• Closely monitor social interactions to facilitate appropriate social connections
  • Teach social skills
  • Support and structure leadership opportunities
  • Use cooperative vs. competitive activities
  • Coach student name to “take space” during time of stress

Use MP3 player to block out loud noises

Sample Safety Plans (Example 3 continued)

  • Offer gum to help with stress relief
  • Prepare student name for upcoming transitions
  • Speak calmly using a gentle tone of voice
  • Avoid touching and reduce talking to a minimum once overloaded
  • Provide ample “wait time” for student name to process requests
  • Approach problem situations in a collaborative way and encourage student name to generate solutions (i.e. Dr. Ross Green – Collaborative Problem-Solving Approach)
  • When calm explain reasons for adult expectations
  • Use a scribe, AlphaSmart or tape recorder to reduce writing frustration
  • Encourage use of a manipulative (i.e. Stress ball) to assist in focusing
  • Facilitate goal setting as a way to reinforce successes and identify skill focus areas
  • Ensure student name is aware of school boundaries (leaving/running)
  • Establish two safe places with Student name that he is able to go to, to de-stress

-  within the school – designated room/spot

-  outside – primary area benches

INTERVENTIONS

  • Identify an appropriate in-class and out-of-class break location to provide student name with a safe, low stress location
  • Verbalize “student name, are you refusing?” during times of inflexibility/opposition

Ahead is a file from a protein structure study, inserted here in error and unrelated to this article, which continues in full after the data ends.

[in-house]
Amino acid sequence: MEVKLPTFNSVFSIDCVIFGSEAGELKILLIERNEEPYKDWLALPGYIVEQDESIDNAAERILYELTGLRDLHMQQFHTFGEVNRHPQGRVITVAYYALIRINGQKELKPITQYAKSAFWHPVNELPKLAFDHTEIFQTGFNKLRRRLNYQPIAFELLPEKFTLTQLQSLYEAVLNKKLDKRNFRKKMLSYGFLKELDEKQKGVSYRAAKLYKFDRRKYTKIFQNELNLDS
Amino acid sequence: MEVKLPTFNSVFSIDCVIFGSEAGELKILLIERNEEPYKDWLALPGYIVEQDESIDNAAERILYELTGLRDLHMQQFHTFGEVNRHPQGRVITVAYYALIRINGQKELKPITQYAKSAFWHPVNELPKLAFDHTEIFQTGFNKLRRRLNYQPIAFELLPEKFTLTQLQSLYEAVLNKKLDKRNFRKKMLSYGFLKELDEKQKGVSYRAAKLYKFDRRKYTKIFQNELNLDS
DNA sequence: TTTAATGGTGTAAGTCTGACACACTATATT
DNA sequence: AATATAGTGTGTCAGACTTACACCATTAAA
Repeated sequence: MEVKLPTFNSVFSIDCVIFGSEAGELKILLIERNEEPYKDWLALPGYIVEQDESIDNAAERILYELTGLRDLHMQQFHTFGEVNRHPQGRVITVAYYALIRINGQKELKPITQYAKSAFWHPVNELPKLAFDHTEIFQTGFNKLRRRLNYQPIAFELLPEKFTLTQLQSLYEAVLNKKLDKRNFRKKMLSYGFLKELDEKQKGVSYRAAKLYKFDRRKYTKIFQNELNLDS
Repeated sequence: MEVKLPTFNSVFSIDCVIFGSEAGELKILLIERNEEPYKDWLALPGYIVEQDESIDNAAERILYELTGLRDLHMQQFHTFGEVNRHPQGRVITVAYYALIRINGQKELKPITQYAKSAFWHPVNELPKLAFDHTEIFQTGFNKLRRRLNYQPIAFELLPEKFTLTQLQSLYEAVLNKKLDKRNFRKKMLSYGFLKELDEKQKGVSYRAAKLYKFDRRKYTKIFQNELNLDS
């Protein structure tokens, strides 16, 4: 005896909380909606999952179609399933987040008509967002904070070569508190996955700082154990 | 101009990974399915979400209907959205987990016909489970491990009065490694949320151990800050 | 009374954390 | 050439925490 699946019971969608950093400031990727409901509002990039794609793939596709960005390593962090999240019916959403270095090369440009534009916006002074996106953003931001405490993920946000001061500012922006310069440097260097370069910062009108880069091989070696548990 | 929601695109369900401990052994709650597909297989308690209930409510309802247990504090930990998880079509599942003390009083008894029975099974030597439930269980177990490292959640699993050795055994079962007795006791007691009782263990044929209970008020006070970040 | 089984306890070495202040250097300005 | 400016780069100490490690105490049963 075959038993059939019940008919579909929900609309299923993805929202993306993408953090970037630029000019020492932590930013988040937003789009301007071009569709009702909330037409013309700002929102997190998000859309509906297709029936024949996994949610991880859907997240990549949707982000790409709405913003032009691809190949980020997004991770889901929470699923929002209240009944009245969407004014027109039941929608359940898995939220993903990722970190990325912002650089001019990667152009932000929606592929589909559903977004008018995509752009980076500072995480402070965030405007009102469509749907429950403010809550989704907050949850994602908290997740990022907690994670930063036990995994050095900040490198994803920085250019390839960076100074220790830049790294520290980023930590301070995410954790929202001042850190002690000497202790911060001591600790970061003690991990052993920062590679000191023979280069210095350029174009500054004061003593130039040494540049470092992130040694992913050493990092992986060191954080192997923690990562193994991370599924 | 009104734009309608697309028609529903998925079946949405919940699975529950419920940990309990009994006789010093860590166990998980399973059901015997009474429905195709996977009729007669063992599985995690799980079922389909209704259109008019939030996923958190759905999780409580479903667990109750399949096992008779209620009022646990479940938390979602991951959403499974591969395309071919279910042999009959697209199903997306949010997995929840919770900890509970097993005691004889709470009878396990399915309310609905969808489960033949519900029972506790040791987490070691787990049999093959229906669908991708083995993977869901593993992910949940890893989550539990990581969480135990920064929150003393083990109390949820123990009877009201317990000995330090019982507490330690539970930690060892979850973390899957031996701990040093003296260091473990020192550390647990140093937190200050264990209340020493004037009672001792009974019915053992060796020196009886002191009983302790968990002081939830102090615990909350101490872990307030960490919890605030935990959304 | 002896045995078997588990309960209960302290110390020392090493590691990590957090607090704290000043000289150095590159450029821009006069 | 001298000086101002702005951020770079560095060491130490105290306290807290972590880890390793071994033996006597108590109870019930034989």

• Allow “wait time” for student name to process information and requests
  • Provide Student name with a “wide berth” when he becomes stressed and do not try to de-escalate the situation through close proximity/touching

IN THE CASE OF ESCALATING BEHAVIOR, the following process will be followed:

  • ·     If CYW is not present, do an -ALL CALL – NORTEL 620,

       “Teacher name to location of incident”

  • Redirect behaviour by cueing a break.  Use Break Card to cue an out-of-class break
  • Directed inappropriate language dealt with by immediate withdrawal (2 mins.)
  • Involuntary noises/ language dealt with by using a visual template, which is attached to his/her desk  (three reminders then BREAK)
  • If student name does not respond to prevention strategies and outlined interventions or becomes physical with staff, remove class to an alternate safe area (P20) to allow Student name to de-escalate
  • Provide a “quiet down” reflection time for student name to compose himself after an escalation and provide positive support
  • Once calm, debrief the situation using visual template (CPRI Beaker) *see attachment*
  • Staff will continue to pursue student name as long as he is within school boundaries; once out of sight, police and parents are to be immediately notified

 

STAFF AVAILABLE TO SUPPORT SAFETY PLAN:

Enter names of teachers etc. available to help; Emergency Response Team

RESOURCES: List parents, reports, and other people who have helped, OSR Reports

 

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  • Coach student name to “take space” during time of stress
  • Use MP3 player to block out loud noises